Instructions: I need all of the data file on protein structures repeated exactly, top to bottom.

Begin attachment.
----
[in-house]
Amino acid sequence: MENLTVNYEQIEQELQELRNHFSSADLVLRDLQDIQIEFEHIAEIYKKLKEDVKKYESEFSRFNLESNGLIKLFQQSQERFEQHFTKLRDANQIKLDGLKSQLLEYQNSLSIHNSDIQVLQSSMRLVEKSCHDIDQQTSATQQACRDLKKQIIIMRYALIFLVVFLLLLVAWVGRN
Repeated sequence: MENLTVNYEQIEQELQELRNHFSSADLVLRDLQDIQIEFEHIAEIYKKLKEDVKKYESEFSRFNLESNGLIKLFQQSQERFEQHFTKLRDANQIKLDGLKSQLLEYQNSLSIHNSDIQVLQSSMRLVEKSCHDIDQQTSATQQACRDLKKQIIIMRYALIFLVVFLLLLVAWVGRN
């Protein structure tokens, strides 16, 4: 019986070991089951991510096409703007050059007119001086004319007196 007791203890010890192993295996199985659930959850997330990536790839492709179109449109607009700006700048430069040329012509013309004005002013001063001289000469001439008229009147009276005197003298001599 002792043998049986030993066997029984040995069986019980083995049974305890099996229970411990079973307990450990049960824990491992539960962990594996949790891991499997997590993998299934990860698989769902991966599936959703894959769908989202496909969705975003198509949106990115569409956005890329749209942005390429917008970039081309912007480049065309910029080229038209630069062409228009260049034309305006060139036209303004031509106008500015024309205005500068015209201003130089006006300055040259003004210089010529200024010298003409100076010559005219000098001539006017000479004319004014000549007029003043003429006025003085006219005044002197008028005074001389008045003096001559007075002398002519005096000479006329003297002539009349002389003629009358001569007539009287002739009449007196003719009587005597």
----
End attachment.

[in-house]
Amino acid sequence: MENLTVNYEQIEQELQELRNHFSSADLVLRDLQDIQIEFEHIAEIYKKLKEDVKKYESEFSRFNLESNGLIKLFQQSQERFEQHFTKLRDANQIKLDGLKSQLLEYQNSLSIHNSDIQVLQSSMRLVEKSCHDIDQQTSATQQACRDLKKQIIIMRYALIFLVVFLLLLVAWVGRN
Repeated sequence: MENLTVNYEQIEQELQELRNHFSSADLVLRDLQDIQIEFEHIAEIYKKLKEDVKKYESEFSRFNLESNGLIKLFQQSQERFEQHFTKLRDANQIKLDGLKSQLLEYQNSLSIHNSDIQVLQSSMRLVEKSCHDIDQQTSATQQACRDLKKQIIIMRYALIFLVVFLLLLVAWVGRN
């Protein structure tokens, strides 16, 4: 019986070991089951991510096409703007050059007119001086004319007196 007791203890010890192993295996199985659930959850997330990536790839492709179109449109607009700006700048430069040329012509013309004005002013001063001289000469001439008229009147009276005197003298001599 002792043998049986030993066997029984040995069986019980083995049974305890099996229970411990079973307990450990049960824990491992539960962990594996949790891991499997997590993998299934990860698989769902991966599936959703894959769908989202496909969705975003198509949106990115569409956005890329749209942005390429917008970039081309912007480049065309910029080229038209630069062409228009260049034309305006060139036209303004031509106008500015024309205005500068015209201003130089006006300055040259003004210089010529200024010298003409100076010559005219000098001539006017000479004319004014000549007029003043003429006025003085006219005044002197008028005074001389008045003096001559007075002398002519005096000479006329003297002539009349002389003629009358001569007539009287002739009449007196003719009587005597």